• Barbara Kaim: “Playing in the Temple: A Board Game Found at Mele Hairam, Turkmenistan”
  • Eberhard W. Sauer, Hamid Omrani Rekavandi, Jebrael Nokandeh and Davit Naskidashvili: “The Great Walls of the Gorgan Plain Explored via Drone Photography”
  • Jens Kröger: “The Berlin Bottle with Water Birds and Palmette Trees”
  • Carlo G. Cereti: “Once more on the Bandiān Inscriptions”
  • Gabriele Puschnigg: “East and West: Some Remarks on Intersections in the Ceramic Repertoires of Central Asia and Western Iran”
  • Matteo Compareti: ““Persian Textiles” in the Biography of He Chou: Iranian Exotica in Sui-Tang China”
  • Ritvik Balvally, Virag Sontakke, Shantanu Vaidya and Shrikant Ganvir: “Sasanian Contacts with the Vakatakas’ Realm with Special Reference to Nagardhan”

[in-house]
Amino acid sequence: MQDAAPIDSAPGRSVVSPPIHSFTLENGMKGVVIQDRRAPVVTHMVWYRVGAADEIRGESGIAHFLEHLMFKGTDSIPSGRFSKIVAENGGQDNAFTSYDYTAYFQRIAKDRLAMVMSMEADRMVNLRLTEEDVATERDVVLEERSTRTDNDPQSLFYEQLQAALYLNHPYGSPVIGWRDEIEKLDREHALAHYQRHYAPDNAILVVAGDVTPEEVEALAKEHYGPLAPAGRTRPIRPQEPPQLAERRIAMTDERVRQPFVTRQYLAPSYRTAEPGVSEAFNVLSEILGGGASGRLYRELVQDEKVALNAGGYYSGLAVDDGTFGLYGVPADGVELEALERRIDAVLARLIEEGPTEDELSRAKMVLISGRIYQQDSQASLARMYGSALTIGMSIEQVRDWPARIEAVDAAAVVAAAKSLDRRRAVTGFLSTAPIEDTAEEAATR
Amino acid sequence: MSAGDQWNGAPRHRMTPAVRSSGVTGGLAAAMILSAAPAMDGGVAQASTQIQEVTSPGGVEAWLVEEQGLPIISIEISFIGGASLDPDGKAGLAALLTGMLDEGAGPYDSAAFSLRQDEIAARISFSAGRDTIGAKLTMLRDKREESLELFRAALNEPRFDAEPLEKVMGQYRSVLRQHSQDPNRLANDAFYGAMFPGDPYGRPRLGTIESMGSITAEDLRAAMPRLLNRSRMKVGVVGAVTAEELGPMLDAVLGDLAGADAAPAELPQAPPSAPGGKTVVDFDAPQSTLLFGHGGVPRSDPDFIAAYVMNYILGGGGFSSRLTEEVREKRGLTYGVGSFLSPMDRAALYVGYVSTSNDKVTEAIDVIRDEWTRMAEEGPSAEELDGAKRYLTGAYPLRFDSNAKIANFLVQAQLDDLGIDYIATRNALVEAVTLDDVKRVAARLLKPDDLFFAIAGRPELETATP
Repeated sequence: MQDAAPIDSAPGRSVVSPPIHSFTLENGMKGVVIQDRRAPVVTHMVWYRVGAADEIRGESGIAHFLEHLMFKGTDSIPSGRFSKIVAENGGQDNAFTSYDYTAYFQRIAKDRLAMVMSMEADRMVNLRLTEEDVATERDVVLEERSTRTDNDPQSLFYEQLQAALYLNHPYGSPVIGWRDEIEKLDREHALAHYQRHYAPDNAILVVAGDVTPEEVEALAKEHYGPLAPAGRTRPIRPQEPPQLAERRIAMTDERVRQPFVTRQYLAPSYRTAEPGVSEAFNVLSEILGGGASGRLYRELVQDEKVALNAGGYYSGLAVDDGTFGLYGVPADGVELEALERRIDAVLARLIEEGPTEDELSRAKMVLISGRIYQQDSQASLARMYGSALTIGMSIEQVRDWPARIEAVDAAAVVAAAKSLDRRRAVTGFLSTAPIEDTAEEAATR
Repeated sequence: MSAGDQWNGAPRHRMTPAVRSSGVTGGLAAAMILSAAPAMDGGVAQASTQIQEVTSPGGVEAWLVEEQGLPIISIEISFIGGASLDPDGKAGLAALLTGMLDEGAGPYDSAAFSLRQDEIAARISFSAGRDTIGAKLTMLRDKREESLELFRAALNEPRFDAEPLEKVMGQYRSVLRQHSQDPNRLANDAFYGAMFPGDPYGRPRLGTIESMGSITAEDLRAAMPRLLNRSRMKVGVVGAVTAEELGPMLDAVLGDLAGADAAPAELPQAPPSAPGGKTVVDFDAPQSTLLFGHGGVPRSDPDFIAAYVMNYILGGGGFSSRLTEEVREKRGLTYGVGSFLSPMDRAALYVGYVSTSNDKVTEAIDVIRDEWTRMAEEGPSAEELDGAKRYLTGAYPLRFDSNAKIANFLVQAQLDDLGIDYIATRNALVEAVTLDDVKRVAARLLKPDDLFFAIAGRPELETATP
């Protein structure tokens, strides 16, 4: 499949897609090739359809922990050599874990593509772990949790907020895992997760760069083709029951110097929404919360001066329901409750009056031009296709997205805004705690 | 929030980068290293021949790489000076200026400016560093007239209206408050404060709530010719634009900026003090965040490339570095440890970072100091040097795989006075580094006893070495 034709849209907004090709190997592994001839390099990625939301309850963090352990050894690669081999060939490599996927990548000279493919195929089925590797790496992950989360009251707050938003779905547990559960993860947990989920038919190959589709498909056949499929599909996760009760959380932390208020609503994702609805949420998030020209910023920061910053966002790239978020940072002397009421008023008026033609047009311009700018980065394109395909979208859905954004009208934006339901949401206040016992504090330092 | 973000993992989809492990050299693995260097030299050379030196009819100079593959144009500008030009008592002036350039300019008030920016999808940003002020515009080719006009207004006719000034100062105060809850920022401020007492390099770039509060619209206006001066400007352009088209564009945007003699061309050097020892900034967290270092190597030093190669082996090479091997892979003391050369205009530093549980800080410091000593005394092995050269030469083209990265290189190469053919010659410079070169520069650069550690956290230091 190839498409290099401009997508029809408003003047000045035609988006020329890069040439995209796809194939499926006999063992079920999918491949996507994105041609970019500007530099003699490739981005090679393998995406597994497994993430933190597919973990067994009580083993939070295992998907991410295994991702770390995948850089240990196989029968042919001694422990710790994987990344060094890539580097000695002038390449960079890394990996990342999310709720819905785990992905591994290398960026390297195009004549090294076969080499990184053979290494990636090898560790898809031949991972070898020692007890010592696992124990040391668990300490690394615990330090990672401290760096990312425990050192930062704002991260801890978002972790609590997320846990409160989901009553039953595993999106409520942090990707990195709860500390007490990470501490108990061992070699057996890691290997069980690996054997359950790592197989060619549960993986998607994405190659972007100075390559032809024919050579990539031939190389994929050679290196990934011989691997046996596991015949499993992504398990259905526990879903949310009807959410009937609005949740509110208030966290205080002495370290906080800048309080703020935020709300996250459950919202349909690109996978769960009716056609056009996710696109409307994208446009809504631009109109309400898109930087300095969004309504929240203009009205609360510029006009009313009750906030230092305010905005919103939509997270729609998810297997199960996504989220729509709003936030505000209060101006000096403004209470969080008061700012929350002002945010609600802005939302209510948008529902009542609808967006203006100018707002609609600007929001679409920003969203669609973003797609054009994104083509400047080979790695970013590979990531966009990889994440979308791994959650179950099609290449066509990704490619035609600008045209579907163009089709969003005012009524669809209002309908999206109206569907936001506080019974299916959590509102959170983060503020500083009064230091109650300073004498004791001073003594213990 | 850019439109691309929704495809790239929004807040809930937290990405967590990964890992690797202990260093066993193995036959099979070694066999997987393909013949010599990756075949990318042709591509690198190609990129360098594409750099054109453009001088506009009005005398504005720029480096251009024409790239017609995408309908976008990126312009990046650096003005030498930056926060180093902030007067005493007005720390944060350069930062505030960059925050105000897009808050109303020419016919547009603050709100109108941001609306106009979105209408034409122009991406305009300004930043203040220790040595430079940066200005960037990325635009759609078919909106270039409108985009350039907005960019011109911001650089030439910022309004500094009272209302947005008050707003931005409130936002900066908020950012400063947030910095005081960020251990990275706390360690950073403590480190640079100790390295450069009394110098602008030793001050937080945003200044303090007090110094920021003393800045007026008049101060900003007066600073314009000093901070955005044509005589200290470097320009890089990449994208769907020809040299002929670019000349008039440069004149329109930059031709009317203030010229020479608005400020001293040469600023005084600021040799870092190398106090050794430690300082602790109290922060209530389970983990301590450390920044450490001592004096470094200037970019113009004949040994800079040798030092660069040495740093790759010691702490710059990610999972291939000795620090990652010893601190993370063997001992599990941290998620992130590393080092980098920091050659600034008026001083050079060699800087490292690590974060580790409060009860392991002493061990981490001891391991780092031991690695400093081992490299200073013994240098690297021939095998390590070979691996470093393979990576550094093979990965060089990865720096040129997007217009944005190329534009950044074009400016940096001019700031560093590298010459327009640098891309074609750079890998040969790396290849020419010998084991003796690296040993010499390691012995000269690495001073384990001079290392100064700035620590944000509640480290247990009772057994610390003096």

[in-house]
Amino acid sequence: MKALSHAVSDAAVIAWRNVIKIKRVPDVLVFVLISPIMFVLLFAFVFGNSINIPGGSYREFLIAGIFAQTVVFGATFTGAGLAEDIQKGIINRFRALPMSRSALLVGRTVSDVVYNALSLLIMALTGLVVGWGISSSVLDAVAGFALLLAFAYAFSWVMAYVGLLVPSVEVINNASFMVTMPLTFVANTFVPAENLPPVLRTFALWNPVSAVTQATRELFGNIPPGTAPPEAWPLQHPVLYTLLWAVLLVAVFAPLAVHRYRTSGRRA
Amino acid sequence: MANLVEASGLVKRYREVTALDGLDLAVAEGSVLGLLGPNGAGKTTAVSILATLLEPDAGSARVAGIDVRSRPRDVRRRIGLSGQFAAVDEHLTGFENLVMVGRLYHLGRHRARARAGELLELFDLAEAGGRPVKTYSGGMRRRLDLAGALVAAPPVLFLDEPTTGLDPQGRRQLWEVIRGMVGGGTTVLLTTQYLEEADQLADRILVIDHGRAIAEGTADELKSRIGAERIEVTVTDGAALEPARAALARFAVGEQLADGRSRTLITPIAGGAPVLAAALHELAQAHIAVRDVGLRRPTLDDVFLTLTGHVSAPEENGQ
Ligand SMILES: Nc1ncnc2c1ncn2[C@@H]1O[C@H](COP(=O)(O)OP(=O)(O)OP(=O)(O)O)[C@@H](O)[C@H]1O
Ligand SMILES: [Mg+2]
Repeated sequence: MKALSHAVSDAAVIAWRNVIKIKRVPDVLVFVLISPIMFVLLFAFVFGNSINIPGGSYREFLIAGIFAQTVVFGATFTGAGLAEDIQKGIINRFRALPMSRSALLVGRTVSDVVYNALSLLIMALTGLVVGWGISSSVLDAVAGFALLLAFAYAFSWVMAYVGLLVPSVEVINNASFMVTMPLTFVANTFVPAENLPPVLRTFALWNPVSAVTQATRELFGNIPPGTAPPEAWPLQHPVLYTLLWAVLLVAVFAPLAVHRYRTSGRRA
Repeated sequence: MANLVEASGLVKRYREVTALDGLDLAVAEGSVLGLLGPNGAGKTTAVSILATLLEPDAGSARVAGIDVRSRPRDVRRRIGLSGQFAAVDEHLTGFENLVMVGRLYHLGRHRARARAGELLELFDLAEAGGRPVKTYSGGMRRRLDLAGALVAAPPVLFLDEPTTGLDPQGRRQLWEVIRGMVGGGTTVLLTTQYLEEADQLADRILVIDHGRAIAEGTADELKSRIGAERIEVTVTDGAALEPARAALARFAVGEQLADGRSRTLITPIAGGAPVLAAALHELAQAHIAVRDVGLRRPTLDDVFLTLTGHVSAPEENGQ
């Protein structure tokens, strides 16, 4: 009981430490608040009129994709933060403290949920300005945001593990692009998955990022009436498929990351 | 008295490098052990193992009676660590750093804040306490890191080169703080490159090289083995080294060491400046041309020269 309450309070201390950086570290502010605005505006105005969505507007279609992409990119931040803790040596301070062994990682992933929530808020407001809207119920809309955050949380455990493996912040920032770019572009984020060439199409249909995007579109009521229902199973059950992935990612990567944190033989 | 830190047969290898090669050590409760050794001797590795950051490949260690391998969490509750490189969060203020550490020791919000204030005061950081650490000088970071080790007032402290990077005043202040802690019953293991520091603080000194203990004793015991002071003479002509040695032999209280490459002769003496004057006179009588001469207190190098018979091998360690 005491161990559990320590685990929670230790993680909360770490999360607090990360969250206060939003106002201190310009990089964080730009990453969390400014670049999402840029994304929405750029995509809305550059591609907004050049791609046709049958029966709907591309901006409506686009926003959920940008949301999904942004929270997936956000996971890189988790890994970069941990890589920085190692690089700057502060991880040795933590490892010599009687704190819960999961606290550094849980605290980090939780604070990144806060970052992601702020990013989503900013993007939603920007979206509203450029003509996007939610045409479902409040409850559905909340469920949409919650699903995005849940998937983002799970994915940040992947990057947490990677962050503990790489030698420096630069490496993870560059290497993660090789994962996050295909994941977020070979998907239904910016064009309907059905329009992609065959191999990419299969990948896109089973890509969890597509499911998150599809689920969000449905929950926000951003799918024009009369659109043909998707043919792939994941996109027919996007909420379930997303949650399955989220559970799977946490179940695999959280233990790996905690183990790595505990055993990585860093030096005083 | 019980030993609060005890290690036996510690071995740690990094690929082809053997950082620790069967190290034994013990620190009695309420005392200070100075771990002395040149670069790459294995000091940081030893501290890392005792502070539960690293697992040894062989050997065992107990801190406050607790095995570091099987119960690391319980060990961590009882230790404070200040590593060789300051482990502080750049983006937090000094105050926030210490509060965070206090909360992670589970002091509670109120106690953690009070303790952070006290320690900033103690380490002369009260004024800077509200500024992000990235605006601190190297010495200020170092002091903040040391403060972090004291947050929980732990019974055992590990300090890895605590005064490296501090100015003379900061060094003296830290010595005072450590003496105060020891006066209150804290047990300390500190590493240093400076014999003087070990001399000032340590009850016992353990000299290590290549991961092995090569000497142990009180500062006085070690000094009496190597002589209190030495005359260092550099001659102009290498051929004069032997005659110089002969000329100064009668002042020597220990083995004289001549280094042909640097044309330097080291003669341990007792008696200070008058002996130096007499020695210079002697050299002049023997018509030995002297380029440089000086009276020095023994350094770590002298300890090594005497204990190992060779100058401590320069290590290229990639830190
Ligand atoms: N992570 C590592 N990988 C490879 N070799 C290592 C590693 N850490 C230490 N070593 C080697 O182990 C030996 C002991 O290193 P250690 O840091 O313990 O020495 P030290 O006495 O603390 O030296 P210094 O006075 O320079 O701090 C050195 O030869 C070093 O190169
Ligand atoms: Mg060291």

• Antonio Panaino: “The Ritual Drama of the High Priest Kirdēr”
  • Touraj Daryaee: “Khusrow Parwēz and Alexander the Great: An Episode of imitatio Alexandri by a Sasanian King”
  • Maria Vittoria Fontana: “Do You Not Consider How Allāh … Made the Sun a Burning Lamp?”
  • Jonathan Kemp and John Hughes: “Analysis of Two Mortar Samples from the Ruined Site of a Sasanian Palace and Il-Khānid Caravanserai, Bisotun, Iran”

Should we say goodbye to the Median kingdom?

Parker, Victor. 2019. Sollten wir das medische Reich aus der Geschichte verabschieden?. Klio 101 (1): 1-56.